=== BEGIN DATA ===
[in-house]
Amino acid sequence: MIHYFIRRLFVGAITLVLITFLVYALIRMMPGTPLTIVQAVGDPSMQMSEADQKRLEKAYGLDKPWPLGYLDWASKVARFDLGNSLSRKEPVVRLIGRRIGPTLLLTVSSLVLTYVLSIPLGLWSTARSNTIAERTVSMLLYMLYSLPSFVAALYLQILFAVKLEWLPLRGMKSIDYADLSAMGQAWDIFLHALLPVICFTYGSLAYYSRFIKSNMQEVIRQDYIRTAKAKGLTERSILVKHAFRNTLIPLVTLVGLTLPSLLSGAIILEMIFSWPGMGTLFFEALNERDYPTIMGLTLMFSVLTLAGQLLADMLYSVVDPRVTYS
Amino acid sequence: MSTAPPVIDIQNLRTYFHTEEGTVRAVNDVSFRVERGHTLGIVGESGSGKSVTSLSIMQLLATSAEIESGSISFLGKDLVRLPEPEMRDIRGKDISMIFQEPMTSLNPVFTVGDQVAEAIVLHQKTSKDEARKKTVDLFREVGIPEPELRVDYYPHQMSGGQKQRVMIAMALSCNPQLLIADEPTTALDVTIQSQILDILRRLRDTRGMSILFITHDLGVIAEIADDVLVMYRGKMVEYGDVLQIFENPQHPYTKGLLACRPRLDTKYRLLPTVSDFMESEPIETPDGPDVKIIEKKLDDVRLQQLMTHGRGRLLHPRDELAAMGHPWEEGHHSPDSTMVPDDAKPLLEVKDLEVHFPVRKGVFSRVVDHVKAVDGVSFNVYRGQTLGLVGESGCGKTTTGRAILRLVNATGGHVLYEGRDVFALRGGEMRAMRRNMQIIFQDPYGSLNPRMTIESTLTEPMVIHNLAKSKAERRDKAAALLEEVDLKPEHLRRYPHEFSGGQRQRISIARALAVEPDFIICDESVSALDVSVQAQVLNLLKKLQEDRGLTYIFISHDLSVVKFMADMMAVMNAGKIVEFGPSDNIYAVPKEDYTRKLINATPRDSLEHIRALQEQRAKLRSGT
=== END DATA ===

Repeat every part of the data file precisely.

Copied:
[in-house]
Amino acid sequence: MIHYFIRRLFVGAITLVLITFLVYALIRMMPGTPLTIVQAVGDPSMQMSEADQKRLEKAYGLDKPWPLGYLDWASKVARFDLGNSLSRKEPVVRLIGRRIGPTLLLTVSSLVLTYVLSIPLGLWSTARSNTIAERTVSMLLYMLYSLPSFVAALYLQILFAVKLEWLPLRGMKSIDYADLSAMGQAWDIFLHALLPVICFTYGSLAYYSRFIKSNMQEVIRQDYIRTAKAKGLTERSILVKHAFRNTLIPLVTLVGLTLPSLLSGAIILEMIFSWPGMGTLFFEALNERDYPTIMGLTLMFSVLTLAGQLLADMLYSVVDPRVTYS
Amino acid sequence: MSTAPPVIDIQNLRTYFHTEEGTVRAVNDVSFRVERGHTLGIVGESGSGKSVTSLSIMQLLATSAEIESGSISFLGKDLVRLPEPEMRDIRGKDISMIFQEPMTSLNPVFTVGDQVAEAIVLHQKTSKDEARKKTVDLFREVGIPEPELRVDYYPHQMSGGQKQRVMIAMALSCNPQLLIADEPTTALDVTIQSQILDILRRLRDTRGMSILFITHDLGVIAEIADDVLVMYRGKMVEYGDVLQIFENPQHPYTKGLLACRPRLDTKYRLLPTVSDFMESEPIETPDGPDVKIIEKKLDDVRLQQLMTHGRGRLLHPRDELAAMGHPWEEGHHSPDSTMVPDDAKPLLEVKDLEVHFPVRKGVFSRVVDHVKAVDGVSFNVYRGQTLGLVGESGCGKTTTGRAILRLVNATGGHVLYEGRDVFALRGGEMRAMRRNMQIIFQDPYGSLNPRMTIESTLTEPMVIHNLAKSKAERRDKAAALLEEVDLKPEHLRRYPHEFSGGQRQRISIARALAVEPDFIICDESVSALDVSVQAQVLNLLKKLQEDRGLTYIFISHDLSVVKFMADMMAVMNAGKIVEFGPSDNIYAVPKEDYTRKLINATPRDSLEHIRALQEQRAKLRSGT